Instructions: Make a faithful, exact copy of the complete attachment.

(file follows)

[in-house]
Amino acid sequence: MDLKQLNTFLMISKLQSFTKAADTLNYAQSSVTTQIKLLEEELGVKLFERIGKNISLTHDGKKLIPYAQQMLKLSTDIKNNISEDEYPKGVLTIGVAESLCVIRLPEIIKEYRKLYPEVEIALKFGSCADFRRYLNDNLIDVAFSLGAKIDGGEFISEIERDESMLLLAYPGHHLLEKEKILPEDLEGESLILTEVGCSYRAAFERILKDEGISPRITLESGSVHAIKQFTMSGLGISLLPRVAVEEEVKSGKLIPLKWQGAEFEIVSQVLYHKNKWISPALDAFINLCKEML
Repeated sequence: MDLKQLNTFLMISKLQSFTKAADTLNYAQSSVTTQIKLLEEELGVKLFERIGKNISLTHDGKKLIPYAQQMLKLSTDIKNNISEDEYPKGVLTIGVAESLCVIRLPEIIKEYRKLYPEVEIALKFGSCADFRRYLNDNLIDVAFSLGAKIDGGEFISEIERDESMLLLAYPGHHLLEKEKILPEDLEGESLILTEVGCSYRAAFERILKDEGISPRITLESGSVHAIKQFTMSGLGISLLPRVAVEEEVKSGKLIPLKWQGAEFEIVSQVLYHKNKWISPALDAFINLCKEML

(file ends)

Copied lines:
[in-house]
Amino acid sequence: MDLKQLNTFLMISKLQSFTKAADTLNYAQSSVTTQIKLLEEELGVKLFERIGKNISLTHDGKKLIPYAQQMLKLSTDIKNNISEDEYPKGVLTIGVAESLCVIRLPEIIKEYRKLYPEVEIALKFGSCADFRRYLNDNLIDVAFSLGAKIDGGEFISEIERDESMLLLAYPGHHLLEKEKILPEDLEGESLILTEVGCSYRAAFERILKDEGISPRITLESGSVHAIKQFTMSGLGISLLPRVAVEEEVKSGKLIPLKWQGAEFEIVSQVLYHKNKWISPALDAFINLCKEML
Repeated sequence: MDLKQLNTFLMISKLQSFTKAADTLNYAQSSVTTQIKLLEEELGVKLFERIGKNISLTHDGKKLIPYAQQMLKLSTDIKNNISEDEYPKGVLTIGVAESLCVIRLPEIIKEYRKLYPEVEIALKFGSCADFRRYLNDNLIDVAFSLGAKIDGGEFISEIERDESMLLLAYPGHHLLEKEKILPEDLEGESLILTEVGCSYRAAFERILKDEGISPRITLESGSVHAIKQFTMSGLGISLLPRVAVEEEVKSGKLIPLKWQGAEFEIVSQVLYHKNKWISPALDAFINLCKEML